Ferric chloride has several unique physical and chemical properties, so it has found wide application in a wide variety of industries.
Why is Ferric Chloride Needed?
Ferric chloride (FeCl₃, ferric chloride, ferric trichloride) is a salt of ferric iron and hydrochloric acid. It is a soft, reddish-brown, greenish or violet substance with a characteristic metallic sheen. Upon contact with air, ferric chloride takes on a yellow tint and becomes similar in colour and consistency to wet sand.
A series of properties that ferric chloride possesses due to its chemical composition makes it indispensable in industry. For example, ferric chloride is used in electronics to destroy printed circuit boards; in the food industry, it participates in the brewing and baking of bakery products; it is part of the reagents used for printing photos; in the textile industry, it participates in the production of fabrics; with the help of ferric chloride, water is purified on an industrial scale; Ferric chloride is a critical element in the chemical and metallurgical industry.
Also, ferric chloride is necessary for a person for the body’s normal functioning. It helps the body replenish iron deficiencies associated with blood loss or poor iron absorption. Since the lack of ferric chloride can negatively affect the body’s functioning, there are many drugs in pharmacology that contain FeCl₃.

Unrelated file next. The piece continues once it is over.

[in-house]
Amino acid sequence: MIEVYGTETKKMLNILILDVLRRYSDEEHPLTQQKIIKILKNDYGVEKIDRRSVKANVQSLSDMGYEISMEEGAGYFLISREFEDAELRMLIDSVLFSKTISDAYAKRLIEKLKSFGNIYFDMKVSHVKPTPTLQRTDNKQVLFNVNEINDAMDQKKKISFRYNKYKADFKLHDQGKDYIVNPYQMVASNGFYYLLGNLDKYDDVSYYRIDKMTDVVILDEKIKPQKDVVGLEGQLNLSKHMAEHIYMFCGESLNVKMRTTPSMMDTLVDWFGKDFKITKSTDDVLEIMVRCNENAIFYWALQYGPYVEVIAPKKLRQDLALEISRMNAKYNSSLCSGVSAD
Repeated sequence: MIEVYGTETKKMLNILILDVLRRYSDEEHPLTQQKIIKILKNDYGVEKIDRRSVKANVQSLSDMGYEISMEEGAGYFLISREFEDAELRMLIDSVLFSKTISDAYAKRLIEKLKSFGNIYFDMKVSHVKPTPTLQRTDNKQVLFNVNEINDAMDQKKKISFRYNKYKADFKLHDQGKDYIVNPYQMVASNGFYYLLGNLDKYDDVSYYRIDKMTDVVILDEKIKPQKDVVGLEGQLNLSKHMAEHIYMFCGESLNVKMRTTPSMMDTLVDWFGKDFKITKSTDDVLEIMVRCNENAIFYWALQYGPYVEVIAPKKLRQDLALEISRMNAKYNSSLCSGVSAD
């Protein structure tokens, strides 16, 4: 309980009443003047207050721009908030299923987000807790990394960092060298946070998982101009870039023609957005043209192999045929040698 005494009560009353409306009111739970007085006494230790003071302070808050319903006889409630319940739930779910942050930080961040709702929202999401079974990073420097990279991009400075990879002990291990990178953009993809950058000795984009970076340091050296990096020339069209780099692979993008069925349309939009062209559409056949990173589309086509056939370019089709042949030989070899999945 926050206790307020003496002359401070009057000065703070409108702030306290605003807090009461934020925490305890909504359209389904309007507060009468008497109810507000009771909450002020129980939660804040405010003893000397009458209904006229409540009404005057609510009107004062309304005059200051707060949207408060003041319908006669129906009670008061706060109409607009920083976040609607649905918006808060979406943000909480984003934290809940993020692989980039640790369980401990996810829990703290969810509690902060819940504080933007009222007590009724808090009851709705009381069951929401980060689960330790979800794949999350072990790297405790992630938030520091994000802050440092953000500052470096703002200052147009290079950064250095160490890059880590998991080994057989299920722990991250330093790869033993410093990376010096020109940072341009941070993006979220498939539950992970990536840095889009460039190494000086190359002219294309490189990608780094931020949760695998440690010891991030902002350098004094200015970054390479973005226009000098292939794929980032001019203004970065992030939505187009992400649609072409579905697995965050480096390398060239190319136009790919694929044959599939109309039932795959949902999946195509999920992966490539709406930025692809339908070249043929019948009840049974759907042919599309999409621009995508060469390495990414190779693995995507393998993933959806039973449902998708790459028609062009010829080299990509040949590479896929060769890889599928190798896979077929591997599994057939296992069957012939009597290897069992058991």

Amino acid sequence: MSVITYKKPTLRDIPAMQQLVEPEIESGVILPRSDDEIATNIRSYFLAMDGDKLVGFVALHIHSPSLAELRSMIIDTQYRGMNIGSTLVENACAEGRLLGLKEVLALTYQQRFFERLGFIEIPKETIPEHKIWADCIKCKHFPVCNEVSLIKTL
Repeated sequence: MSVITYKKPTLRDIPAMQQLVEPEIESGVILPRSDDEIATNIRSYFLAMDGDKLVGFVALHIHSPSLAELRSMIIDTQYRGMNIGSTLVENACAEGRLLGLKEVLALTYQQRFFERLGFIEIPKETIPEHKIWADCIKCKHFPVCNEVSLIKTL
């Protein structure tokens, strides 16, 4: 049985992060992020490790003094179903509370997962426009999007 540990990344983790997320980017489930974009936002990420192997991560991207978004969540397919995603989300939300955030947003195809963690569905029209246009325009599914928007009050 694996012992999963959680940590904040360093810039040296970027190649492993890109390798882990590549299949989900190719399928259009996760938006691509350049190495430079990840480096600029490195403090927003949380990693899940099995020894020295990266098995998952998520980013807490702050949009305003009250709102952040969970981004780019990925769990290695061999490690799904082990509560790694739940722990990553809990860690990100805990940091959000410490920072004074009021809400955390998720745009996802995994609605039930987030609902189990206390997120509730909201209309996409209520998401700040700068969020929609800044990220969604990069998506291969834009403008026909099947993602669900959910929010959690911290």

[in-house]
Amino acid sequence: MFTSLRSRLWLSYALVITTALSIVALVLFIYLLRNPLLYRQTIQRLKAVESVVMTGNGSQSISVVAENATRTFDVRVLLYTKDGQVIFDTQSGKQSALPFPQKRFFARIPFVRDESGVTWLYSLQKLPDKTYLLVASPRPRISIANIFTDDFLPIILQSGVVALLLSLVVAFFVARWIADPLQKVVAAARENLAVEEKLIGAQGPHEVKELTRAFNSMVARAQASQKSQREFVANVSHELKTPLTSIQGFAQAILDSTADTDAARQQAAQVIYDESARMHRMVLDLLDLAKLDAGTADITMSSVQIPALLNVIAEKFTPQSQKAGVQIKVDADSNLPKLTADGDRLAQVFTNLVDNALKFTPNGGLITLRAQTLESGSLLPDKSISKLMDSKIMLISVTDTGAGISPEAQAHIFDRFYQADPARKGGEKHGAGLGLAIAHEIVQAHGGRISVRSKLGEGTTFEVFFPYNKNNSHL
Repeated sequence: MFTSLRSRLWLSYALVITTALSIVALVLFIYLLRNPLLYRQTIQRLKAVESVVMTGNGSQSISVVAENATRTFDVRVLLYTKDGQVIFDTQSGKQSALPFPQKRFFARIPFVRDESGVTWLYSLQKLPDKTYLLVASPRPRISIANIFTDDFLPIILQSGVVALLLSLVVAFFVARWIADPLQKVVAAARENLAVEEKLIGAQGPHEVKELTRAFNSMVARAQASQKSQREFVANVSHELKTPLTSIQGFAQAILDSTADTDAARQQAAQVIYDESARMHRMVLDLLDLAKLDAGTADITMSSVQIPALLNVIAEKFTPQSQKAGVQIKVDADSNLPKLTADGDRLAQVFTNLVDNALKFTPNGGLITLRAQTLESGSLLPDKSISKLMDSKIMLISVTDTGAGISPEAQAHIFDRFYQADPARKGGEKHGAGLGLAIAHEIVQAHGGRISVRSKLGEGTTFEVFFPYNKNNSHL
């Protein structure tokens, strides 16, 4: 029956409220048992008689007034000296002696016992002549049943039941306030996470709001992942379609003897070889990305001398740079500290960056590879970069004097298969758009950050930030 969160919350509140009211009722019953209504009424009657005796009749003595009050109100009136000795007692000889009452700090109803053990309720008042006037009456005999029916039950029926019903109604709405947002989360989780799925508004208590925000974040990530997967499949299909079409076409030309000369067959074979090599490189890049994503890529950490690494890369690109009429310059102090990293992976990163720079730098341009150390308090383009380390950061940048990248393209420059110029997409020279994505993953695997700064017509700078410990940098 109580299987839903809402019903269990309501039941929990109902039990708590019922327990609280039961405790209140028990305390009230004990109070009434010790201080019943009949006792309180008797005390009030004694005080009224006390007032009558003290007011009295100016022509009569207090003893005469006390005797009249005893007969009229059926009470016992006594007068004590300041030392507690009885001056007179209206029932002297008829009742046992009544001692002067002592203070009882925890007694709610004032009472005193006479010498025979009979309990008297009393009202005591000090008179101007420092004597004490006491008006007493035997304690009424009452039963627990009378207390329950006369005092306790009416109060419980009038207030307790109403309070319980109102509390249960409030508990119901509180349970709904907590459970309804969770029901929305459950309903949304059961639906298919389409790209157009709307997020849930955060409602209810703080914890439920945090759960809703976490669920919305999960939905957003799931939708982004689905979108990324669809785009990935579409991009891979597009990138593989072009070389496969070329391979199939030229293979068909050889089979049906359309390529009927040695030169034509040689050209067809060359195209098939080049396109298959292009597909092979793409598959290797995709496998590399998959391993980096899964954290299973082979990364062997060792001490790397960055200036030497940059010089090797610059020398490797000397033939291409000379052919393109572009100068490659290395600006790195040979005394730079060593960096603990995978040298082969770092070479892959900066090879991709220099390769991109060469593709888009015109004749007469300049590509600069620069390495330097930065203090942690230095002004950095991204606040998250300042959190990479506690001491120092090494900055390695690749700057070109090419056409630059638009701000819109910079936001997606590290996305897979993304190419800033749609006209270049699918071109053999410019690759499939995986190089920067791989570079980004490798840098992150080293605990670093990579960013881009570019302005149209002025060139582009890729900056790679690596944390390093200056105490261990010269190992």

There are several ways to obtain ferric trichloride. Iron chloride is thus formed by the interaction of monovalent iron with pure chlorine: 2Fe + 3Cl2 = FeCl₃.
Ferrous chloride can also be obtained by oxidizing ferrous chloride with chlorine: 2FeCl2 + Cl2 = 2FeCl₃.
Also, ferric chloride is obtained in the process of oxidation of ferric (II) chloride with sulfur dioxide. In this case, a more complex chemical reaction takes place: 4FeCl2 + SO2 + 4HCl = 4FeCl3 + S + 2H2O.
At home, you can conduct several exciting experiments where you can get ferric chloride.
You will need heavily rusted iron shavings (usual rust from an old pipe will do) and a 1:3 hydrochloric acid solution. The iron should be placed in a glass container and filled with hydrochloric acid. When the reagent acquires a characteristic yellow-brown hue, the liquid is drained from the container, and the resulting precipitate is filtered. Since the chemical reaction, in this case, is relatively slow, you should wait a few days.
Mix a 30% hydrogen peroxide solution, hydrochloric acid and water in a glass container in proportions 2: 2: 6. As a result of a chemical reaction, a ferric chloride solution is formed.
Ferric chloride can also be obtained by the reaction of hydrochloric acid and ferric oxide Fe2O3. To do this, hydrochloric acid is placed in a glass container. Iron oxide (lead red) is added gently in small portions.
It is important to remember that hydrochloric acid is highly toxic and causes severe burns if it comes in contact with the skin. In addition, chemical reactions release iron vapours, which can cause damage to the respiratory and visual organs. Rubber gloves, face shields and safety glasses will help prevent these harmful effects.